Tuesday , February 27 2024
Glee provides a filler with a hokey hook but good musical numbers, which gets me pondering next season's cast list.

TV Review: Glee – “Lights Out”

“Lights Out” plague Glee this week as a power outage thrusts the school into darkness. This ruins Will’s (Matthew Morrison) plan to stage a huge, stadium-style number to impress the judges at Regionals, and forces the kids to go back to their musical roots with acoustic and a cappella performances.

The basic story of “Lights Out” makes absolutely no sense. A Mylar balloon gets stuck in an electric socket and knocks out the electricity for the entire building? The kids are not sent home? Somehow, the school has hundreds of flashlights on hand to combat the situation? This is lazy and unrealistic writing.

How about use a more realistic hook to get the students performing sans the tools they are used to, which, by the way, often include only non-electric instruments? Sam (Chord Overstreet) talks about having to entertain his brothers with just a guitar because his family is poor. Isn’t this enough of an in without going off the grid?

“Lights Out” does provide some pleasing musical performances. Sam and Ryder (Blake Jenner) lead the New Directions in the classic “You’ve Lost That Lovin’ Feeling,” Ryder soulfully laments “Everybody Hurts,” everyone does a Stomp-esque performance of “We Will Rock You,” and the episode ends with “The Longest Time.” These are, without exception, fantastic songs, and they are all executed very well.

Ryder’s sadness stems from his on-going issues with his Catfish-gal, Katie. He still doesn’t know who she is, but his continued obsession with her causes him to dismiss Kitty (Becca Tobin) when she tries to go out with him. It’s believable for a high school boy to fall in love with someone online, but it’s too bad Ryder passes on Kitty, a flesh and blood girl who is interested in him, for a fantasy that may or may not pan out.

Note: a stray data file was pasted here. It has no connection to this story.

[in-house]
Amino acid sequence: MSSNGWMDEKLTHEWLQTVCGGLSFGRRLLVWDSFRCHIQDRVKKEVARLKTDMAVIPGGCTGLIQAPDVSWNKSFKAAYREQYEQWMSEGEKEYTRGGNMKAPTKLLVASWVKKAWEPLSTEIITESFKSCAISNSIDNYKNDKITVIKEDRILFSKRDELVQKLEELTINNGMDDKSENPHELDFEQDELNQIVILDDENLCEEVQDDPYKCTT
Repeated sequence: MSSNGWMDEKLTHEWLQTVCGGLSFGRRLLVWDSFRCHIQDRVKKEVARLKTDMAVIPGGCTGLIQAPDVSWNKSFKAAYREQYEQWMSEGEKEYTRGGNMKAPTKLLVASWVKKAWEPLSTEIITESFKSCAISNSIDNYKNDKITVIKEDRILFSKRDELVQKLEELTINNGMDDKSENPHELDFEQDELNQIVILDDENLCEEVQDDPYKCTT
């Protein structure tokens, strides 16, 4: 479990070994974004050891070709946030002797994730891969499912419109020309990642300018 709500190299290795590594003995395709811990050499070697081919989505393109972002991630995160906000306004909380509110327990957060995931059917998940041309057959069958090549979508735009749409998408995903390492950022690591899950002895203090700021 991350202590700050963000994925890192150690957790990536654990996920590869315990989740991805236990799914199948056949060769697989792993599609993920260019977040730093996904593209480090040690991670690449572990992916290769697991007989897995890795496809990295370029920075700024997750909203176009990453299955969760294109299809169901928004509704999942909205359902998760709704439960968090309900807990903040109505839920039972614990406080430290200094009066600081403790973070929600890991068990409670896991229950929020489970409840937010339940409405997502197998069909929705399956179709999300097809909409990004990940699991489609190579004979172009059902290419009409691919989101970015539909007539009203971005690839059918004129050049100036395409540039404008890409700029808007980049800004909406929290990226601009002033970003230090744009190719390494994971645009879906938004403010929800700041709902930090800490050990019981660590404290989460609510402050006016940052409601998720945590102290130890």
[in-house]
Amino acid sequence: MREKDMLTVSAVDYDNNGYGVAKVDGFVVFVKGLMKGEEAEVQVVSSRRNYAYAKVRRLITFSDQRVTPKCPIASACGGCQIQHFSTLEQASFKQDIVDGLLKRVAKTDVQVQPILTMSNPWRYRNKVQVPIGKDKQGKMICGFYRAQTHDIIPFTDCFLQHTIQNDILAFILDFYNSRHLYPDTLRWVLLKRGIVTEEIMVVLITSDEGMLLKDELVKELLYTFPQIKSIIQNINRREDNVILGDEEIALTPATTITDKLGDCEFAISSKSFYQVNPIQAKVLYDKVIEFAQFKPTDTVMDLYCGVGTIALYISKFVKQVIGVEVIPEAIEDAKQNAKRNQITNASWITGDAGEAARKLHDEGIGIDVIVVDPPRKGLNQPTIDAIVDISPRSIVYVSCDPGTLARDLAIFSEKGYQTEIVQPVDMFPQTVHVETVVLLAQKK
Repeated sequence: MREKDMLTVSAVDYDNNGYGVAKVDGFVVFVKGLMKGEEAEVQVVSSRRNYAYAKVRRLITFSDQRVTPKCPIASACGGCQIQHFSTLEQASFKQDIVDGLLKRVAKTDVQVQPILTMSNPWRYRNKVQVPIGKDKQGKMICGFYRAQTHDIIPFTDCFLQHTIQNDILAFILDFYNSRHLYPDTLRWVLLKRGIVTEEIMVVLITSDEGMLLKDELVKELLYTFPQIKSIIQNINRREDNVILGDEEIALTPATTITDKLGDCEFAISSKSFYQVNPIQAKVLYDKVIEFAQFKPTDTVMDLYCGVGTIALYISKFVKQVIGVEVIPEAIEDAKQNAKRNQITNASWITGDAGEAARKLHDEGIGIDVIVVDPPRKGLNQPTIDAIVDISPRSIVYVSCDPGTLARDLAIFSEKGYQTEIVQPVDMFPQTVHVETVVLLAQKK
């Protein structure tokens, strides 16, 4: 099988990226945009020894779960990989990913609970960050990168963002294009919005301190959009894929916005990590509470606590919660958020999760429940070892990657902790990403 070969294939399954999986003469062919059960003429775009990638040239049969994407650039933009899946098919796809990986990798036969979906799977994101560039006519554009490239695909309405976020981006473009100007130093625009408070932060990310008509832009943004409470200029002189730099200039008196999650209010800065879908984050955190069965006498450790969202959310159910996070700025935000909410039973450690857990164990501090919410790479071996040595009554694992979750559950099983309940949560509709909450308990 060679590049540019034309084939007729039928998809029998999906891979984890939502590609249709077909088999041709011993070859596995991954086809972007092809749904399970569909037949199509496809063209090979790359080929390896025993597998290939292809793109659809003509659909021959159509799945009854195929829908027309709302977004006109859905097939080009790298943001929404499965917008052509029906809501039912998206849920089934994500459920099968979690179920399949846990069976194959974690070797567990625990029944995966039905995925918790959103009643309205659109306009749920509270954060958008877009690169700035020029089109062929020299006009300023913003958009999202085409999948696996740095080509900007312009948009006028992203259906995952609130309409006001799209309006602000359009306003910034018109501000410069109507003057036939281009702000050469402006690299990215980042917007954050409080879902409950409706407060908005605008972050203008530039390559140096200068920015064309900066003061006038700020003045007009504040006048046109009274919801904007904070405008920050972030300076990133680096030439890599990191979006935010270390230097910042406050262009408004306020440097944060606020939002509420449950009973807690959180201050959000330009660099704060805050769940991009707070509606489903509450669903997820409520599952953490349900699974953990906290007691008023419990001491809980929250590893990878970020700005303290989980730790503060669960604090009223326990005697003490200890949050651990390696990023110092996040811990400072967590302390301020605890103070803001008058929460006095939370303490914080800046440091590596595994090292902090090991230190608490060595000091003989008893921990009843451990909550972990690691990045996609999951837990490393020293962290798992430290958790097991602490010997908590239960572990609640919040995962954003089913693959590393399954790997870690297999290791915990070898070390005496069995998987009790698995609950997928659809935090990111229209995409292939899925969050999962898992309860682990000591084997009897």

I don’t think a lot of guys would have made the same decision Ryder does. Kitty is hot and she’s there and she’s willing. Katie could be a dude, for all Ryder knows. However, there is something romantic about falling for someone you’ve poured your soul out to, even if you don’t know what they look like, and Ryder is becoming more interesting because of this plot. I’m curious to see where it goes in the remaining hours of the season.

Meanwhile, Blaine (Darren Criss) investigates why Sue (Jane Lynch) left the school, finding her seemingly happy to be a personal trainer, running group sessions. One gets the distinct impression that Sue is just putting on a brave face, especially during her fun / sad rendition of “Little Girls,” and it’s easy to be sympathetic to her plight.

That being said, Sue can’t reveal the truth, nor can Blaine figure it out, because this story relies solely on Becky (Lauren Potter). Missing Sue and fed up with Roz (NeNe Leakes), Becky makes her way to Figgins (Iqbal Theba) in “Lights Out” to confess to the crime. We aren’t sure what will happen with Sue or Becky as this point, but it does seem the plot will get some resolution.

Kudos should be given to Glee for the outstanding way Becky’s character is handled, and equal praise goes to Potter, the actress bringing the role to life. Becky is not defined by her handicap, nor is that ever the focus of her tale. Instead, she is just as well developed as other important Glee characters, and going down such a dangerous, bold, yet realistic, road with her is brave and compelling.

In New York, Kurt (Chris Colfer) and Rachel (Lea Michele) try to get Santana (Naya Rivera) to follow her passion, but she’s resistant, not knowing herself what she wants to do with her life. That is, until Isabelle (Sarah Jessica Parker) offers them the chance to work a ballet event, and Santana’s past comes out.

I am glad to see Kurt is still working part-time for Isabelle. After his acceptance in NYADA, it looked like we might have seen the last of her. Parker fits wonderfully into the series, and provides a great recurring part. I hope she remains in this capacity for the next couple of years.